Our Vision - Better Health, Better Lives: building communities free from the burden of disorders of the brain.
Our mission is to prevent, treat, cure and care for a broad range of neurological, mental health and addiction disorders. We achieve this through building effective networks of collaborative research.
These communities translate research outcomes into real-world solutions to improve the quality of life of those affected by those disorders.
The Medicine Neuroscience, Mental Health and Addiction research theme is made up of a network of internationally recognised researchers and clinicians. These experts lead the understanding and treatment of complex clinical conditions with physical, behavioural, mental and social dimensions across the lifespan.
Neuroscience, Mental Health and Addiction consists of four sub-themes and two priority areas.
The Children and Adolescent Wellbeing sub-theme is led by Scientia Professor Helen Christensen from the Black Dog Institute and Dr Julia Lappin from the UNSW School of Psychiatry and the National Drug and Alcohol Research Centre (NDARC). Key areas of focus include:
- suicide prevention
- prevention, identification and treatment of depression and anxiety
- substance use and abuse
- psychobiological risk and resilience in response to early adversity
- mental health literacy in children and adolescents
The Complex and Difficult to Treat Diseases sub-theme is led by Professor Peter Schofield from Neuroscience Research Australia (NeuRA) and Professor Philip Ward from the UNSW School of Psychiatry. Key areas of focus include:
- schizophrenia and related psychoses
- bipolar disorder
- treatment resistant depression
- trauma related conditions
- alcohol and drug addictions and their comorbidities
- behavioural change in the context of lifestyle and social adversity
The Healthy Ageing sub-theme is led by Scientia Professor Henry Brodaty from the Centre for Healthy Brain Ageing (CHeBA) and Professor Meera Agar from Improving Palliative, Aged and Chronic Care through Clinical Research and Translation (IMPACCT) at the University of Technology Sydney. Key areas of focus include:
- cognitive ageing (including dementia)
- prevention and treatment of frailty, immobility and falls
- pain management in older people
- mental health and positive ageing
- biology, prevention and treatment of delirium
- stroke prevention and treatments
- alcohol and prescription opioids in the elderly
The Brain Sciences and Translational Neuroscience sub-theme is led by Scientia Professor Bernard Balleine from the UNSW School of Psychiatry, Scientia Professor Nigel Lovell from the UNSW School of Biomedical Engineering and Professor Gary Housley from the UNSW School of Medical Sciences. Key areas of focus include:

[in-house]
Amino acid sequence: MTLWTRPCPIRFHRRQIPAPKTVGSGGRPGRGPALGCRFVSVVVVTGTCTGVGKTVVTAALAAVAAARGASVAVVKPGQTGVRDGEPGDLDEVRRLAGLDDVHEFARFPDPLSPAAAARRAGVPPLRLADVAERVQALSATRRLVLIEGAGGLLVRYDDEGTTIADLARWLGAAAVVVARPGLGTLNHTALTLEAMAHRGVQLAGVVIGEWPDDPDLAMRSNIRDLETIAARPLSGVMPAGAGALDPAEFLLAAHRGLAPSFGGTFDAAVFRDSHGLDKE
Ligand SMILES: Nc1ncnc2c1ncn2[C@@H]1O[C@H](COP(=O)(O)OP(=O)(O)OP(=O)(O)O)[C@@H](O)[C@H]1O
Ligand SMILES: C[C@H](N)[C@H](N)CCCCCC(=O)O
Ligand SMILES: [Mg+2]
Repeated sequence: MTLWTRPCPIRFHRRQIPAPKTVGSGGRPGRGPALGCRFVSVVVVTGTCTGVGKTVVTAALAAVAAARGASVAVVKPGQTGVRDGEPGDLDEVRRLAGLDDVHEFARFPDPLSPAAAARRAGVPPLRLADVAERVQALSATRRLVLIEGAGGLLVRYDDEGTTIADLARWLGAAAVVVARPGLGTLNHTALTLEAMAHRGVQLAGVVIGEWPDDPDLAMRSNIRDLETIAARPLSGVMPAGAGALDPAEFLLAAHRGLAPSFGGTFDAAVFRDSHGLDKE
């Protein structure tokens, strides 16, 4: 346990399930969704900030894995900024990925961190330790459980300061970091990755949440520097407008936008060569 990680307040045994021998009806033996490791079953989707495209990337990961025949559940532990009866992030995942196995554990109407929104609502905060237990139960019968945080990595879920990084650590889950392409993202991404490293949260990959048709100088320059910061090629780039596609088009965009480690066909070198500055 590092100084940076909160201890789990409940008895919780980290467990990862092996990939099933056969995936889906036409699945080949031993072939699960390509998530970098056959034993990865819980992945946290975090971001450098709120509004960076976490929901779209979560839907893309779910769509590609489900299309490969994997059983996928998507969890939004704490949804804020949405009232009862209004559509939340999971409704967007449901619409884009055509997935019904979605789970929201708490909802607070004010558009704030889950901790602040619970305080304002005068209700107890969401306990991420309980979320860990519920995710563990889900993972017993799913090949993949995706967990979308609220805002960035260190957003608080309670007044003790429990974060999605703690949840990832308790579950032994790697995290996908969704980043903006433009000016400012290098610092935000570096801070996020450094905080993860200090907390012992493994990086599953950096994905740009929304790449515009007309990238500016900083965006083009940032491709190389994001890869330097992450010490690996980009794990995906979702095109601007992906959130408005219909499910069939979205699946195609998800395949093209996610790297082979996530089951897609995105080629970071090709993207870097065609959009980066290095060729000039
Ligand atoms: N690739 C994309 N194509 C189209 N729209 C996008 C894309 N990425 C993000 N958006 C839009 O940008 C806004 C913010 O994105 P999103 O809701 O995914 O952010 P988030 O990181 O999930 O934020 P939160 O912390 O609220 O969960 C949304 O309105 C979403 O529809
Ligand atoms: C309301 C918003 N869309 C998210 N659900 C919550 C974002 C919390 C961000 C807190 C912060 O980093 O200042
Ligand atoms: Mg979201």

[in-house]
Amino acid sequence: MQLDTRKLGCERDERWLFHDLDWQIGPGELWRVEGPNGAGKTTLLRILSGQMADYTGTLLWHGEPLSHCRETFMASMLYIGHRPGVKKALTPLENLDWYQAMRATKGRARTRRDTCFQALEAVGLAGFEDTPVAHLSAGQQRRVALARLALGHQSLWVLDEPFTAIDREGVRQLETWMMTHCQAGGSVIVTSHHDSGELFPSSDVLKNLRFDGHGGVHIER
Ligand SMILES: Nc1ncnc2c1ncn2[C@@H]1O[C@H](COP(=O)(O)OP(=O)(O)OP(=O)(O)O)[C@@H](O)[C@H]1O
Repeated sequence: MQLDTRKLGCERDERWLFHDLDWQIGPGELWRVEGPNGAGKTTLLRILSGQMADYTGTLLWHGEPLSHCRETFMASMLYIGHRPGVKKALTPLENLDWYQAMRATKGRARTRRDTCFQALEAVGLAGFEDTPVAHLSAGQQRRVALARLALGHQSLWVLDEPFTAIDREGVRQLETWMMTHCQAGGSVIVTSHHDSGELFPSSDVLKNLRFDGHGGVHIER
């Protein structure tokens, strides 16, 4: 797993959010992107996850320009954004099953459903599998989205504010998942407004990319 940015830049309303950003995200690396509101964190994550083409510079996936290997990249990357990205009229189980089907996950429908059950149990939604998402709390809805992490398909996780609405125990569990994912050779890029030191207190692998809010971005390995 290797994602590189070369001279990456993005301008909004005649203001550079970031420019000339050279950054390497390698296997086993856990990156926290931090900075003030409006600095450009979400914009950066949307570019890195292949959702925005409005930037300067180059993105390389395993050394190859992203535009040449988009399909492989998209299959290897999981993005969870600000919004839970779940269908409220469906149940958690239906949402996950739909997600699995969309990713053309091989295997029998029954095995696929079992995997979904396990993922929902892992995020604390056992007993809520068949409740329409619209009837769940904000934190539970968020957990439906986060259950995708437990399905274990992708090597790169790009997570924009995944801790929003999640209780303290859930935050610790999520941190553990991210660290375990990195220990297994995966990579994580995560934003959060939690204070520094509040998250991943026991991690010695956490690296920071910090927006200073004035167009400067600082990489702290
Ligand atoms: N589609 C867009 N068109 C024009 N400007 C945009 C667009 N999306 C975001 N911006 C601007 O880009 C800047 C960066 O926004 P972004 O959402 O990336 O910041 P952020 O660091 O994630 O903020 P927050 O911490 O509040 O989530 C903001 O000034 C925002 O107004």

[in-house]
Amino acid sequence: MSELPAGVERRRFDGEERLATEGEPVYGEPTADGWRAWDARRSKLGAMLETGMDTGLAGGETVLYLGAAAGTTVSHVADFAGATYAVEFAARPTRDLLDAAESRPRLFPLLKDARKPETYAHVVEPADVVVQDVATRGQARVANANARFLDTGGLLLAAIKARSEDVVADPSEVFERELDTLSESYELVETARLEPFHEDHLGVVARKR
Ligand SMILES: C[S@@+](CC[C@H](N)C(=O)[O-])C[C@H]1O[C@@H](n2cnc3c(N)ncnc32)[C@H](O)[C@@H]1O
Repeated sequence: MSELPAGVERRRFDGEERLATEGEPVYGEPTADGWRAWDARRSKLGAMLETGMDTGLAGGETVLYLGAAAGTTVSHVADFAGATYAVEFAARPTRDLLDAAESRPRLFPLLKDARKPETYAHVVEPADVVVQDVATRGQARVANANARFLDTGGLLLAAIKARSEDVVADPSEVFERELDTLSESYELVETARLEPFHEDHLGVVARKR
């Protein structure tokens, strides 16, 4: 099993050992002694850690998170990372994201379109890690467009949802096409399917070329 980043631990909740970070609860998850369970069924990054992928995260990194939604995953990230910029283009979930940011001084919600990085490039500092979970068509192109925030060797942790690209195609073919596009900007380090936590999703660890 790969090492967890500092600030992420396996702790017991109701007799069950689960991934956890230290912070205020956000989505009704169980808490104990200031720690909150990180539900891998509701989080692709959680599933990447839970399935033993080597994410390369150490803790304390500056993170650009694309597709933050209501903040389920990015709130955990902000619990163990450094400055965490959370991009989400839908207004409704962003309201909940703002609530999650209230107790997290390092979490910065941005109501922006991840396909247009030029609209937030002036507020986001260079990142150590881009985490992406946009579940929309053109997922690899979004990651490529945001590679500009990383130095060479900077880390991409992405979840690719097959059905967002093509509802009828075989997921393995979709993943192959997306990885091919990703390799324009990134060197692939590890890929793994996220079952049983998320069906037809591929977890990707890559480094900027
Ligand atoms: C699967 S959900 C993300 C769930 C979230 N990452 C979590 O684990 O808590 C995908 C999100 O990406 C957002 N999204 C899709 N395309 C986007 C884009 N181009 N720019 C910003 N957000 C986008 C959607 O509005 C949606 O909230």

- the interface of regulation and emotion
- executive function and decision-making
- the mind / machine nexus
- neural coding, therapeutics and prosthetics
- neuromodulation and stimulation strategies
Aboriginal Health and Wellbeing is a research priority at UNSW Medicine and spans each of the research themes. Our research capability in this area comprises local, national and international leaders in basic sciences, clinical, public and allied health, with proven expertise in driving top-quality clinical care, research and education.
Members of our team have collectively and individually led innovations and improvements across Aboriginal and Torres Strait Islander health research, education and practice. Our research provides opportunities to support better policy and practice through community, organisational and government networks.
Innovations in Health Technology is a Neuroscience, Mental Health and Addiction priority area that investigates the use and development of new technologies to solve complex health problems and improve quality of life.
Collaborations between researchers and clinicians from across the theme’s network are enabling new projects and developments in this exciting area of healthcare.
Neuroscience, Mental Health & Addiction Newsletter
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Initiatives & Funding
Current initiatives in place to support research in the Neuroscience, Mental Health and Addiction theme, including how to apply and the deadlines for applications.